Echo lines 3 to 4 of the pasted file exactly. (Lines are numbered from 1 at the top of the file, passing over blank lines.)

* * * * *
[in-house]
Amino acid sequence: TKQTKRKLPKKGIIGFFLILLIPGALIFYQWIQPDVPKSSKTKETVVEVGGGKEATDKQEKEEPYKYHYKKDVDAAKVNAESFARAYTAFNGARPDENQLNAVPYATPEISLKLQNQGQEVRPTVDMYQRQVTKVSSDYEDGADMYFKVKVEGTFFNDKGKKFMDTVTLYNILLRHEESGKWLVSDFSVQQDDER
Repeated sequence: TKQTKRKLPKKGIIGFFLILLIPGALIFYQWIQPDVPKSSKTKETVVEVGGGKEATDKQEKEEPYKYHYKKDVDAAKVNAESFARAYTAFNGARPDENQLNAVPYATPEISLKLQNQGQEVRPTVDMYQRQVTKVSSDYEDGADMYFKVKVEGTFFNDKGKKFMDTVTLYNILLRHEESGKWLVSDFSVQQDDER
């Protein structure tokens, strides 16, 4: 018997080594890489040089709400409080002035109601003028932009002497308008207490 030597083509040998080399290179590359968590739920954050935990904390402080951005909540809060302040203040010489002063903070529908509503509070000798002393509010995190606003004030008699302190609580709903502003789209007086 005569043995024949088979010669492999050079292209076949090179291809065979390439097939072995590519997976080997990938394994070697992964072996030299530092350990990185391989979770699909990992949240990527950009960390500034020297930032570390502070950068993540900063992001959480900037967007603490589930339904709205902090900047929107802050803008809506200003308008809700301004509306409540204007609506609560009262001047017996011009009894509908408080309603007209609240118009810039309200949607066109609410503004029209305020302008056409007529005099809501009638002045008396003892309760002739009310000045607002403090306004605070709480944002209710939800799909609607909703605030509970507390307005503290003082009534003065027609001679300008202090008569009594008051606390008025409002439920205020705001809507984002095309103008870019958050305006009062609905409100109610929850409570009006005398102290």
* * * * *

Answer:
Repeated sequence: TKQTKRKLPKKGIIGFFLILLIPGALIFYQWIQPDVPKSSKTKETVVEVGGGKEATDKQEKEEPYKYHYKKDVDAAKVNAESFARAYTAFNGARPDENQLNAVPYATPEISLKLQNQGQEVRPTVDMYQRQVTKVSSDYEDGADMYFKVKVEGTFFNDKGKKFMDTVTLYNILLRHEESGKWLVSDFSVQQDDER
């Protein structure tokens, strides 16, 4: 018997080594890489040089709400409080002035109601003028932009002497308008207490 030597083509040998080399290179590359968590739920954050935990904390402080951005909540809060302040203040010489002063903070529908509503509070000798002393509010995190606003004030008699302190609580709903502003789209007086 005569043995024949088979010669492999050079292209076949090179291809065979390439097939072995590519997976080997990938394994070697992964072996030299530092350990990185391989979770699909990992949240990527950009960390500034020297930032570390502070950068993540900063992001959480900037967007603490589930339904709205902090900047929107802050803008809506200003308008809700301004509306409540204007609506609560009262001047017996011009009894509908408080309603007209609240118009810039309200949607066109609410503004029209305020302008056409007529005099809501009638002045008396003892309760002739009310000045607002403090306004605070709480944002209710939800799909609607909703605030509970507390307005503290003082009534003065027609001679300008202090008569009594008051606390008025409002439920205020705001809507984002095309103008870019958050305006009062609905409100109610929850409570009006005398102290």